Using cash can lead to a crunch
Using up your working capital for longer-term projects can cause problems for your cash flow. Even if you have solid profits and plenty of cash on hand at the moment, what happens if sales suddenly drop or you’re faced with unexpected costs?
An innovation project is best funded with a loan if it involves the purchase of long-term assets. You should try to match the loan’s term to the asset’s expected lifespan.
If you have several innovation initiatives, you may want to use both a term loan and your line of credit—each matched to the underlying asset or purpose. Here are some examples.
- Technology—Technology such as computers or other devices typically have a useful life of three to five years. If your innovation project involves buying such technology, a short-term small business loan is appropriate. That way you won’t still be paying for the item when you’re no longer using it.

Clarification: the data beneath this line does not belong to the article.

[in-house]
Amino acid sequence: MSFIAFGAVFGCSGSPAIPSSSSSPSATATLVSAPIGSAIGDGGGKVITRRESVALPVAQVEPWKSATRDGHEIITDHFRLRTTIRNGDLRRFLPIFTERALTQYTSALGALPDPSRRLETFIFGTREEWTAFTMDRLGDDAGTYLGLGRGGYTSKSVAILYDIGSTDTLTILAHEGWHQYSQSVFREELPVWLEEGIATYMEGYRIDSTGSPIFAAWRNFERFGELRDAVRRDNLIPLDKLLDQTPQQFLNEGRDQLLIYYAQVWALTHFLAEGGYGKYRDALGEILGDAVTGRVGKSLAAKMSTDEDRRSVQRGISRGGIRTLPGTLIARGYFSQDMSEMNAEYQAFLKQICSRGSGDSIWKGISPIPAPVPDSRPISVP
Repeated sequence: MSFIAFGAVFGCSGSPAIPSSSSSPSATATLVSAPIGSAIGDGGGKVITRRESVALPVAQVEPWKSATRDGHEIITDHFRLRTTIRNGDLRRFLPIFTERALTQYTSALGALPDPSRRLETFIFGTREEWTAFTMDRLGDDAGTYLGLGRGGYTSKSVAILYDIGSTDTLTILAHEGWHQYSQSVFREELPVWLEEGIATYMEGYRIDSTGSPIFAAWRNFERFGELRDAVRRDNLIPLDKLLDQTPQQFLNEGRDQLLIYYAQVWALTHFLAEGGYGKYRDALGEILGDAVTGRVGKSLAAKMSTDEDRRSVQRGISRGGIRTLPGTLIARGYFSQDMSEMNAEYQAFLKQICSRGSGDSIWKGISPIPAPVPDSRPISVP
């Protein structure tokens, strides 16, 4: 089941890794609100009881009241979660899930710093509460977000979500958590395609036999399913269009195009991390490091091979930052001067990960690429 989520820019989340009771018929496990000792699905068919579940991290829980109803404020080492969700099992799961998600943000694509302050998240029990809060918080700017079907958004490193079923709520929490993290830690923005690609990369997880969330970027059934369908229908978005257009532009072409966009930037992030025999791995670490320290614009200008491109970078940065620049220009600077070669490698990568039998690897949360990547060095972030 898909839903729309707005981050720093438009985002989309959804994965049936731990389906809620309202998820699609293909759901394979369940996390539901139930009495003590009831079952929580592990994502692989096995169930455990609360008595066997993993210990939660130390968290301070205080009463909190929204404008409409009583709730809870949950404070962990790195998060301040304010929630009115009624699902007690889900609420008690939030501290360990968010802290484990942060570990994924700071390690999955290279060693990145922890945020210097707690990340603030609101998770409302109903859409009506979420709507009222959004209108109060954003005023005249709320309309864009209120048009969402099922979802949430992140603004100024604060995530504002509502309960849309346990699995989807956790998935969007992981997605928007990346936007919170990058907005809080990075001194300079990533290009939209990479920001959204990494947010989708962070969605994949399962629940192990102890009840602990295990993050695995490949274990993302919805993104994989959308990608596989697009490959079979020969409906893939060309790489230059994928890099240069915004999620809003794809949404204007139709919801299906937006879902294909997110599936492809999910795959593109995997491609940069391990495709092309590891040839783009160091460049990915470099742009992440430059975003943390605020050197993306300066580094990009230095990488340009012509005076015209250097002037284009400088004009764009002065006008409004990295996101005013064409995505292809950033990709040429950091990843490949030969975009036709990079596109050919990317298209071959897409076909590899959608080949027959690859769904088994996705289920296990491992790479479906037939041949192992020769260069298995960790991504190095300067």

- Equipment and machinery—If your project requires assets with a longer life such as vehicles or machinery, consider a medium- or long-term loan.
- Non-asset innovations—If your innovation project doesn’t involve an asset, it can still be useful to obtain a loan if you don’t expect an immediate payoff or don’t want to take risks with your cash flow. It’s helpful to prepare financial projections for your business to get an idea of your financing needs and potential innovation budget.
Talk to your banker
If you decide to seek a loan, talk to your banker about the best type of financing and term duration.
For example, a line of credit or a small loan may be suitable if you have a smaller-scale innovation in mind, but lack sufficient cash.
On the other hand, if you want to launch a new product, create an R&D centre or embark on innovations to improve your business productivity, it may be appropriate to seek a term loan or mezzanine financing (a specialized type of loan that requires minimal collateral).